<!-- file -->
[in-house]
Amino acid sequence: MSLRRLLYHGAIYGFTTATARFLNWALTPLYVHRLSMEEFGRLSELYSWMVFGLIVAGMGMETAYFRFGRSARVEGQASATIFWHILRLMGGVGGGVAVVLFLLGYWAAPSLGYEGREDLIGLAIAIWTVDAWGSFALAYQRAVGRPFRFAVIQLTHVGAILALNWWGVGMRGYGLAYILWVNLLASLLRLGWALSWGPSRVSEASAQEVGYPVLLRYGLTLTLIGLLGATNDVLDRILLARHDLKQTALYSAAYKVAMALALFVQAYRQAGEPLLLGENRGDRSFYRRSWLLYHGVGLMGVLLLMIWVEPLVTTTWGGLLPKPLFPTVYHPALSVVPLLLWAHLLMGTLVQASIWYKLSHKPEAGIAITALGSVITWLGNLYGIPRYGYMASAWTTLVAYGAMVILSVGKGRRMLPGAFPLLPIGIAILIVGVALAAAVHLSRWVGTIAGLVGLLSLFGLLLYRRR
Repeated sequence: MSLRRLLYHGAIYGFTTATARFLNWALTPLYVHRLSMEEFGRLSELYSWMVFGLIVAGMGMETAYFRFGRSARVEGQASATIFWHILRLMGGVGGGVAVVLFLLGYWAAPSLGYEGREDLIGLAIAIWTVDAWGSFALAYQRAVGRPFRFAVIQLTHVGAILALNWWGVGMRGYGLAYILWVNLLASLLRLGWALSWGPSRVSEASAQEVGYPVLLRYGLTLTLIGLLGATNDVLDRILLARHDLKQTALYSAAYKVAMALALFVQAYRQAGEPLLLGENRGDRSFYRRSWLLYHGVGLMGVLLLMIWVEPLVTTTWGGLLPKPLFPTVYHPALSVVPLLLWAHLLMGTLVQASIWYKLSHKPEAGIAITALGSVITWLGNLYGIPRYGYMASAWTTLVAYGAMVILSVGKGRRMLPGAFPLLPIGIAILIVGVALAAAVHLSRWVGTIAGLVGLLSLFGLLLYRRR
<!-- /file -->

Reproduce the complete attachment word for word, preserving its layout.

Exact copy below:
[in-house]
Amino acid sequence: MSLRRLLYHGAIYGFTTATARFLNWALTPLYVHRLSMEEFGRLSELYSWMVFGLIVAGMGMETAYFRFGRSARVEGQASATIFWHILRLMGGVGGGVAVVLFLLGYWAAPSLGYEGREDLIGLAIAIWTVDAWGSFALAYQRAVGRPFRFAVIQLTHVGAILALNWWGVGMRGYGLAYILWVNLLASLLRLGWALSWGPSRVSEASAQEVGYPVLLRYGLTLTLIGLLGATNDVLDRILLARHDLKQTALYSAAYKVAMALALFVQAYRQAGEPLLLGENRGDRSFYRRSWLLYHGVGLMGVLLLMIWVEPLVTTTWGGLLPKPLFPTVYHPALSVVPLLLWAHLLMGTLVQASIWYKLSHKPEAGIAITALGSVITWLGNLYGIPRYGYMASAWTTLVAYGAMVILSVGKGRRMLPGAFPLLPIGIAILIVGVALAAAVHLSRWVGTIAGLVGLLSLFGLLLYRRR
Repeated sequence: MSLRRLLYHGAIYGFTTATARFLNWALTPLYVHRLSMEEFGRLSELYSWMVFGLIVAGMGMETAYFRFGRSARVEGQASATIFWHILRLMGGVGGGVAVVLFLLGYWAAPSLGYEGREDLIGLAIAIWTVDAWGSFALAYQRAVGRPFRFAVIQLTHVGAILALNWWGVGMRGYGLAYILWVNLLASLLRLGWALSWGPSRVSEASAQEVGYPVLLRYGLTLTLIGLLGATNDVLDRILLARHDLKQTALYSAAYKVAMALALFVQAYRQAGEPLLLGENRGDRSFYRRSWLLYHGVGLMGVLLLMIWVEPLVTTTWGGLLPKPLFPTVYHPALSVVPLLLWAHLLMGTLVQASIWYKLSHKPEAGIAITALGSVITWLGNLYGIPRYGYMASAWTTLVAYGAMVILSVGKGRRMLPGAFPLLPIGIAILIVGVALAAAVHLSRWVGTIAGLVGLLSLFGLLLYRRR